You often face a dilemma regarding which oil to use, whether mixing oil brands, oil types, or weight. This is especially true if you have a new car that needs 5W20 oil, but only the more expensive 10W30 is available in the garage or store. In our previous article, we tackled mixing 5W20 with 5W30.
Not everyone knows this, but you can mix 5W20 and 10W30. But is this something you need to do? What consequences will it have for your car? And is it a good idea in general? Keep reading if you’re interested in finding the answers to these questions.
Can you mix 5W20 and 10W30 engine oil?
Yes, you can safely mix 5W20 and 10W30 engine oil. In most cases, combining two oils with different viscosities won’t harm your engine and is better than running low on oil. However, we do not recommend doing it because every engine requires different oil viscosity to function efficiently at temperatures.
Still, the safest way to do this is to use the recommended engine oil for your car. If your vehicle is already low in oil, you should add the recommended oil first, followed by a different one. This way, you’ll be sure your engine won’t get damaged due to lack of oil.
What is the meaning of code in motor oils?
The resistance to the flow of oil is a measure of its viscosity. The Society of Automotive Engineers designates two viscosity grades for multi-grade oil. Let’s decode what 5W20 grade means. The first grade 5W is suffixed with W, meaning Winter or cold-start viscosity, at a lower temperature.
For example, when an engine starts, the oil acts with a viscosity of 5 when it is cold. The second number, 20, is determined by how the oil flows at typical engine operating temperatures. It means that 5W20 oil acts with a viscosity of 20 when the engine is hot.
Let’s compare different multi-grade oils using what we have learned above. At startup temperatures, a 5W-20 will flow more readily than a 10W-30. While at running temperatures for a typical engine, a 10W-30 will flow more easily than a 10W-40.
The viscosity of the engine oil is crucial. Engine oils naturally get thinner during heating and thicken during cooling. Engine components are better protected at low temperatures by thin, low-viscosity lubricants. In general, thick, high viscosity lubricants keep film strength better to safeguard engines at high temperatures.
What is the difference between 5W20 and 10W30, and which is better?
Unlike using 10w30 instead of 5w30, 10W30 and 5W20 engine oils have different viscosity for ambient and operating temperatures. In general, the 10W30 is thicker than the 5W20, making it beneficial to high mileage or older engines. However, since 5W20 oil is thinner, it flows better in ambient and operating temperatures than 10W30.
So, in a nutshell:
- 10W30 is thicker and provides more protection
- 5W20 is thinner and flows easily in cold and hot temperatures
In reality, the difference in weight of these two oils is only 8.7%, which is not really significant. Although 10W30 is thicker, they will function almost the same at both ambient and operating or high temperatures. However, since 10w30 tends to thicken in cold climates, technically, 5W20 is better under these conditions.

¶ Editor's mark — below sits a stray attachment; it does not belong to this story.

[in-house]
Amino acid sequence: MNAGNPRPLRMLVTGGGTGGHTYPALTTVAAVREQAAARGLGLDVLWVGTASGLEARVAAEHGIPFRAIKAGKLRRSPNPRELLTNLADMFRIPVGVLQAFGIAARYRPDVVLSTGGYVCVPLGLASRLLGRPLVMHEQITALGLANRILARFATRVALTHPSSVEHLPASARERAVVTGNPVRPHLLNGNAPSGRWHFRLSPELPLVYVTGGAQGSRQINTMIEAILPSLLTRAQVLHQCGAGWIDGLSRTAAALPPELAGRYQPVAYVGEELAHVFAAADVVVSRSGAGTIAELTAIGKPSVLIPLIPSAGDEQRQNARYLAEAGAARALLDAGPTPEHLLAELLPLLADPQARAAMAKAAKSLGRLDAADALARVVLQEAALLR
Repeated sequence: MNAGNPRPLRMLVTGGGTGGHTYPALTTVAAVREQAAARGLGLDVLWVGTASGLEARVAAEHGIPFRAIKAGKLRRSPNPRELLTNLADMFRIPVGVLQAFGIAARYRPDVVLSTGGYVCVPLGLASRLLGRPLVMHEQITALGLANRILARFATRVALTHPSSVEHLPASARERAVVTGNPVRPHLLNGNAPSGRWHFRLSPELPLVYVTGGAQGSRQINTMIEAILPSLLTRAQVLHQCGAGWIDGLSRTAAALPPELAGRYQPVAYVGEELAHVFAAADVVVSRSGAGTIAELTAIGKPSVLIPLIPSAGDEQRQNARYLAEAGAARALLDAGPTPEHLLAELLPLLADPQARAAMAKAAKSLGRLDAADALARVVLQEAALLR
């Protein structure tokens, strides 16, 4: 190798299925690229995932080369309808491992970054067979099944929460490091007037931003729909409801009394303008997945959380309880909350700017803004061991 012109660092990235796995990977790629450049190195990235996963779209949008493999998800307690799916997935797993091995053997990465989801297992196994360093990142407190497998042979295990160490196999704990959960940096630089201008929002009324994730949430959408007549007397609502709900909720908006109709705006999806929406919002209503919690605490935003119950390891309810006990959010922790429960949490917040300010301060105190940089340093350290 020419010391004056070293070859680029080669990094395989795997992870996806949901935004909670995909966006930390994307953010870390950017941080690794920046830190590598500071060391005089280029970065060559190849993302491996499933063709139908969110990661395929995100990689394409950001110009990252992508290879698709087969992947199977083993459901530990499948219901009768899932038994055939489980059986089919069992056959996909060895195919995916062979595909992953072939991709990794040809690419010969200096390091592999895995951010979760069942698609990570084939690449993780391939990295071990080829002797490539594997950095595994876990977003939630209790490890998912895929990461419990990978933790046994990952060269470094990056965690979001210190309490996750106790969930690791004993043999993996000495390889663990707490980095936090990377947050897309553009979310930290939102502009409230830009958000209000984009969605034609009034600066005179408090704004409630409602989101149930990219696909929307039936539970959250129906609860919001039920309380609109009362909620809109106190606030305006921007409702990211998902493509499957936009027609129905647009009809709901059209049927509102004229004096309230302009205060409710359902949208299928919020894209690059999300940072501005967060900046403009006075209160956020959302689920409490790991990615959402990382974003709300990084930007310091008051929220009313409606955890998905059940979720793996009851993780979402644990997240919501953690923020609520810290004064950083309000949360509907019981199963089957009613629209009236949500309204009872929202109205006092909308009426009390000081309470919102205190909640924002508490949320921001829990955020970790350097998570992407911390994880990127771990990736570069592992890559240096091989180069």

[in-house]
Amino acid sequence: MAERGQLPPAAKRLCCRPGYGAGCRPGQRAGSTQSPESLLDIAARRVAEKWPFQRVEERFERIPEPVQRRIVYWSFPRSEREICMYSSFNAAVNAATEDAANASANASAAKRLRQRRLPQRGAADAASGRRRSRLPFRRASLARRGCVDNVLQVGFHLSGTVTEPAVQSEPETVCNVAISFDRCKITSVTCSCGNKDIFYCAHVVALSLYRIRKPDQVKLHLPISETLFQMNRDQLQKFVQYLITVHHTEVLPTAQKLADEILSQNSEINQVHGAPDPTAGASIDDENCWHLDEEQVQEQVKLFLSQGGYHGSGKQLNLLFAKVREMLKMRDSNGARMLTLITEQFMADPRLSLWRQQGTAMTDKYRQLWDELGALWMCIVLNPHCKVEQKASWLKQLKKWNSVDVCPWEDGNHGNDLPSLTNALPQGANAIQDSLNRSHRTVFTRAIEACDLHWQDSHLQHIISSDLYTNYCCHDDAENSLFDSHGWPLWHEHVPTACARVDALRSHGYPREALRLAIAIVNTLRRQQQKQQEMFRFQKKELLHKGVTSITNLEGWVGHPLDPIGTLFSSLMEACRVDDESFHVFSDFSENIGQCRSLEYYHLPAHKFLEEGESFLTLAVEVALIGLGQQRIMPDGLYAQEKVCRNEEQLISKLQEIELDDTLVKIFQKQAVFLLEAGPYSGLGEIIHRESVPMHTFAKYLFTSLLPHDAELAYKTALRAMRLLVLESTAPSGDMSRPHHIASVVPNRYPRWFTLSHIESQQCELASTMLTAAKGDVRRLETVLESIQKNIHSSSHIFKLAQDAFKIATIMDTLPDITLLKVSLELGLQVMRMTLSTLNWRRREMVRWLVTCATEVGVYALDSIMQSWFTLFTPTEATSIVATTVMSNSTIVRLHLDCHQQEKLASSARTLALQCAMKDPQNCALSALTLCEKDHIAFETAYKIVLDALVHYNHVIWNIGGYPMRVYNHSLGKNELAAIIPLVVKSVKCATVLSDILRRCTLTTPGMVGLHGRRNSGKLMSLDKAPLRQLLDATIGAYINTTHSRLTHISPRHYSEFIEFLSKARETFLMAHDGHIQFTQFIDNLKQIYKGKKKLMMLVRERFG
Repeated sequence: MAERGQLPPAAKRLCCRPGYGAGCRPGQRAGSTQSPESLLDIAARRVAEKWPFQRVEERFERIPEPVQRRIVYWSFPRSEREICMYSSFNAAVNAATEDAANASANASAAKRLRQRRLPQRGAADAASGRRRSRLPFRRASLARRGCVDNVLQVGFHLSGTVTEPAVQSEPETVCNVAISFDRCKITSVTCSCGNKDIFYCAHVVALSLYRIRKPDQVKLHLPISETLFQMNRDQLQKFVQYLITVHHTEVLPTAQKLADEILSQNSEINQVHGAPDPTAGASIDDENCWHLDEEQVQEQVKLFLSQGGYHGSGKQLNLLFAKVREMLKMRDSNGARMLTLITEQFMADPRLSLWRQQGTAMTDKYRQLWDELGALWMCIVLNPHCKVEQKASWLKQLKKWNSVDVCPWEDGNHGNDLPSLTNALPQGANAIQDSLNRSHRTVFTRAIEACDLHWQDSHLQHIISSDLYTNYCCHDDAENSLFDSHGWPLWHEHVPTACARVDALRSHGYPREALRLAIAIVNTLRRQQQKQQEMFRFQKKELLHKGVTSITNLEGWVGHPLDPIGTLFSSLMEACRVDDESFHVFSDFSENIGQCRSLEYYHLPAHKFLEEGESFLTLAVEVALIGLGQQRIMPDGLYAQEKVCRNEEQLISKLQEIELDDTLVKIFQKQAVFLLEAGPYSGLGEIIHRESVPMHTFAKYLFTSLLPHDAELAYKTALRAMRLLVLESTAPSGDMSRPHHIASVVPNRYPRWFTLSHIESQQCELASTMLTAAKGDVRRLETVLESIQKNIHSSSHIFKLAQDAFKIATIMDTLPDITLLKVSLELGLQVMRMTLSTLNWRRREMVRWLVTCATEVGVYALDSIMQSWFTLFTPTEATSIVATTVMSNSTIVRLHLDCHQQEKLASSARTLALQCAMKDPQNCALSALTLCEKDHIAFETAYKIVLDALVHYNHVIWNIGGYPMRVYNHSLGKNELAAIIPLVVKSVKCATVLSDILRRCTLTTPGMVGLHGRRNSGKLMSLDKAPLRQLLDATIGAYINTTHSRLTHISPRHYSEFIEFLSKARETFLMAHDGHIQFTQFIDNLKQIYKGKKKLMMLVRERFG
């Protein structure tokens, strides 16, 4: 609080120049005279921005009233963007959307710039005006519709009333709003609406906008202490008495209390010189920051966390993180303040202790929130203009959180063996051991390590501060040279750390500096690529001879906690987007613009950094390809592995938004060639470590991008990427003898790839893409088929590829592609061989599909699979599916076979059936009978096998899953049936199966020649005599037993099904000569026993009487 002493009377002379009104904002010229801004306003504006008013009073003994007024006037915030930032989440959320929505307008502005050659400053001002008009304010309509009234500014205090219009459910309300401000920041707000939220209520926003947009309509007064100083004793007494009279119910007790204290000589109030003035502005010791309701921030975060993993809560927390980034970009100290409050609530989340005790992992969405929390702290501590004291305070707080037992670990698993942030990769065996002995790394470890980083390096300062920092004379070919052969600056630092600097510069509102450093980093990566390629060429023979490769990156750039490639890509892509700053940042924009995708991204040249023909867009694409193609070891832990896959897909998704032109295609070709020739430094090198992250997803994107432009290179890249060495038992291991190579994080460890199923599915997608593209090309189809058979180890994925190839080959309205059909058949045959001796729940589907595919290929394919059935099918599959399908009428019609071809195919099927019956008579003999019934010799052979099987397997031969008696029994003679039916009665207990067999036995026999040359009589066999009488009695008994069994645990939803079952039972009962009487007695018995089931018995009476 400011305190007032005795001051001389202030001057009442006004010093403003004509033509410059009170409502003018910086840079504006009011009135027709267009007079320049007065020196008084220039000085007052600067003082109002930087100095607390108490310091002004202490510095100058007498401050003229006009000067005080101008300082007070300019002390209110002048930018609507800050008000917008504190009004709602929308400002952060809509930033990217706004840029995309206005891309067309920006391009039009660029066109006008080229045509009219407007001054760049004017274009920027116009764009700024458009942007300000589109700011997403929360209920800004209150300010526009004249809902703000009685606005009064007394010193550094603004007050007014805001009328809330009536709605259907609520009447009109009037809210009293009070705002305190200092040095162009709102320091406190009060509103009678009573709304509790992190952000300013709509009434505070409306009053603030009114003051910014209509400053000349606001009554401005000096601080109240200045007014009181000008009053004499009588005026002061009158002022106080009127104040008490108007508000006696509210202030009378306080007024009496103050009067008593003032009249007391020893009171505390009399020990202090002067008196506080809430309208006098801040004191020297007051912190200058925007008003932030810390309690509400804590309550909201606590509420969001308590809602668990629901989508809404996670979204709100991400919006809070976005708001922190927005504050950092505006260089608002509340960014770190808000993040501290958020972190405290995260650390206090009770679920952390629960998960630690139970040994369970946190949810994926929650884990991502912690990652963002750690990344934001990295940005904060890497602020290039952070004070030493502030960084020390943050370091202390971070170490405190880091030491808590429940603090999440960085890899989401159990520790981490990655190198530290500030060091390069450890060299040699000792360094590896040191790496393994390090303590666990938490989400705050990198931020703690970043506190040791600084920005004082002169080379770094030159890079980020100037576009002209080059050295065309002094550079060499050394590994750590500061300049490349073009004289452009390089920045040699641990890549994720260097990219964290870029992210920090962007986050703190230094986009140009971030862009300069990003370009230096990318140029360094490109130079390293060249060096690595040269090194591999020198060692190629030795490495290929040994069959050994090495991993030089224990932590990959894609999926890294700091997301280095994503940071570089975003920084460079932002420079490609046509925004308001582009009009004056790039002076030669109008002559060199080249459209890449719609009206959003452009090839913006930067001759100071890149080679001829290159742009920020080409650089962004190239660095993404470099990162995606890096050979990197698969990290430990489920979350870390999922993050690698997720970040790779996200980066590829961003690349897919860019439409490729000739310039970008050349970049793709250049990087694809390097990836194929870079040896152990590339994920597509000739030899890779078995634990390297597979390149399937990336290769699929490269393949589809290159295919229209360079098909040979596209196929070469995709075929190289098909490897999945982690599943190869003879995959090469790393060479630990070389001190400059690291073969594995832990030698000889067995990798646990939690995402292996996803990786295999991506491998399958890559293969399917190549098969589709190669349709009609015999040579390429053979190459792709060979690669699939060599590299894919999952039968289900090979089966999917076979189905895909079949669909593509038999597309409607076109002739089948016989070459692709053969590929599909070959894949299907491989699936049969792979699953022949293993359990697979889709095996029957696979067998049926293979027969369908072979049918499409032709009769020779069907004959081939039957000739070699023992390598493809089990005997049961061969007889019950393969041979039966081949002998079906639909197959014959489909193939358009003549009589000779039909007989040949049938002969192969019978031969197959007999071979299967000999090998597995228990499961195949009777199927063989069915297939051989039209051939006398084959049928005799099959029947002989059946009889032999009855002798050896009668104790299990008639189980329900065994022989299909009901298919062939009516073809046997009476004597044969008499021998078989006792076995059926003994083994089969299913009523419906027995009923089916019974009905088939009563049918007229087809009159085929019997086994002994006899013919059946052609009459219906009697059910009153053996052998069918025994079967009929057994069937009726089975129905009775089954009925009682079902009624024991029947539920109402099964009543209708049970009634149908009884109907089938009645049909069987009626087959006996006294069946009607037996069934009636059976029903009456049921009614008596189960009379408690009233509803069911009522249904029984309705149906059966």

We still recommend considering the engine oil’s intended use and the environment in which the vehicle will be used before making your choice. Although both engine oils are multi-grade, 5W20 thins out enough when utilized in a place where the temperatures are relatively low. Due to this, it outperforms 10W30 in the cold.
On the other hand, 10W30 flows well in hotter climates or throughout the summer. 5w20 is more lubricant-efficient than 10W30. While 10W30 works best for automobiles with heavy loads and commercial vehicles, 5W20 is ideal for light-duty petrol, diesel engines, and passenger cars.
Can I use 5W20 instead of 10W30 in summer?
Yes, you can use 5W20 instead of 10W30 in the summer if that’s the only engine oil you have, but using 10W30 is preferred because it performs well in warm environments. Unlike 5W20, it does not thin down fast when exposed to heat. Therefore, the engine components are better overall when using 10W30 at operational temperatures.
Whereas in cooler climates, you can use 5W20. As it moves swiftly and smoothly to deeper engine components with less friction, it makes it possible for a vehicle’s engine to start up rapidly. It immediately lubricates engine components.
Is 5W20 better for a high mileage engine than 10W30?
When an older, high-mileage passenger car is getting close to or has reached 100,000 miles, it is advised to switch to a thicker viscosity oil, like 10W30. It can adequately lubricate the engine for preservation and even have healing properties for engine parts. Most 10W30 oils are used in diesel engines, and experts strongly advise it for heavy-duty and high-mileage vehicles.
You can barely expect anything better than 5W20 engine oil for motors with greater mileage. Due to the high mileage, the engine chamber generates more heat, which allows the oil to operate flawlessly in cold engines.
The remarkable healing characteristics of 10W30, which is thicker and heavier, safeguard older engines. Comparatively speaking, multi-grade oil 5W20 is thinner and ideal for rapid ignitions at colder temperatures. You should only use the manufacturer-recommended motor oil in your car to keep it in top condition.
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